Race day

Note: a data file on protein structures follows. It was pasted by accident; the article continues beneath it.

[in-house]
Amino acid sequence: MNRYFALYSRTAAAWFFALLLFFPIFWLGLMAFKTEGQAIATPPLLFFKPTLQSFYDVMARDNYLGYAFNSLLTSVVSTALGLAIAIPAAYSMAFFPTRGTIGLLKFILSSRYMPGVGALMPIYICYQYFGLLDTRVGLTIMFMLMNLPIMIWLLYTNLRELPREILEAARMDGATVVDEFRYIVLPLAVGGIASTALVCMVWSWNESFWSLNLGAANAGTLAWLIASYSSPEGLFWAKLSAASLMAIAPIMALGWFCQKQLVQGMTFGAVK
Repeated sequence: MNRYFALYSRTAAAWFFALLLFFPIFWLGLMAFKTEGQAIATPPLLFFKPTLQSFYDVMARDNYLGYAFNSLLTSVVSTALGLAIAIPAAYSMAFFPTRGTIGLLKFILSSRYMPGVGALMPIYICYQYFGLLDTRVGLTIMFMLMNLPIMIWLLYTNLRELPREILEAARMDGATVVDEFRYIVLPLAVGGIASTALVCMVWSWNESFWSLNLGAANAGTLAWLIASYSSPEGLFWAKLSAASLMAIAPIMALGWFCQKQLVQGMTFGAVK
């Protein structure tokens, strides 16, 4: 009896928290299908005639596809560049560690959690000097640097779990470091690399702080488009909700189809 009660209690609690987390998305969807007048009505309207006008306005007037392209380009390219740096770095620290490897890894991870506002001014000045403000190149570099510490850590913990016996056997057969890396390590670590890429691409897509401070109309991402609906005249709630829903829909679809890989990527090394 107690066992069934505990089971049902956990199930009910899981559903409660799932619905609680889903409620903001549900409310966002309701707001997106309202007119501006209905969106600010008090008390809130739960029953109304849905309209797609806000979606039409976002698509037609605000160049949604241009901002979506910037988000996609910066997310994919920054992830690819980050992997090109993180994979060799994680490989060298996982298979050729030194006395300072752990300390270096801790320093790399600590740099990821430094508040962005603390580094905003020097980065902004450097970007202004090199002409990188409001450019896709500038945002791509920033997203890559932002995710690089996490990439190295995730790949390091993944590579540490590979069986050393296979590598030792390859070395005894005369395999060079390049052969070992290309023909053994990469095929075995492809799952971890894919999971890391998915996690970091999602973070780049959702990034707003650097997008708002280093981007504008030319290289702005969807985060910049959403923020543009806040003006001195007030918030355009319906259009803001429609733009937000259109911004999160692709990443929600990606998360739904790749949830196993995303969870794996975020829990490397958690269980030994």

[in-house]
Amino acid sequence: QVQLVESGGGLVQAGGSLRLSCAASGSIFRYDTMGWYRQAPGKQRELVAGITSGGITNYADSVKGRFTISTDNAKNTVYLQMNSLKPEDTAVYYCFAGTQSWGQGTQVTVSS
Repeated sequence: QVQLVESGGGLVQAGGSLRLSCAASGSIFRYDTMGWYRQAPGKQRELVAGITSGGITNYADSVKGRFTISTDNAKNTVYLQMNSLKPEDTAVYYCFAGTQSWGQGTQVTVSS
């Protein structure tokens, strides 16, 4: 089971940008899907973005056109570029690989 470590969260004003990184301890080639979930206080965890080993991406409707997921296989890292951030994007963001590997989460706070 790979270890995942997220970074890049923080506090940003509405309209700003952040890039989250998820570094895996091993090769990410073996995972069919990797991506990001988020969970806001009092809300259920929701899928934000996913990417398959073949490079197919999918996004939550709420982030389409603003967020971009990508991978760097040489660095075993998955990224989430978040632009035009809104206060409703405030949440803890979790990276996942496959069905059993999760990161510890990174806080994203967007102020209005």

Early on Sunday morning, word filtered through that the Schumacher brothersí mother had died at the age of 55. For a while it was unclear whether either brother would race, but in the end, it wasnít perhaps any great surprise to see the two Schumachers get in their cars and take up the front two spots in the grid. What it must be like to lose a parent and then later the same day have to perform in an arena like F1 is hard to imagine, but on track, one would have been hard pressed to tell any difference in either Schumacherís driving. Ralf Schumacher beat his brother down to the first corner, and the two brothers began to engage in a spectacular dogfight. Schumacher Sr did all he could to find a way past, but Schumacher Jr, who has so often been vulnerable to this kind of pressure in the past, and whose frame of mind cannot have been great, did not give in this time, and so he led until the first pit stops.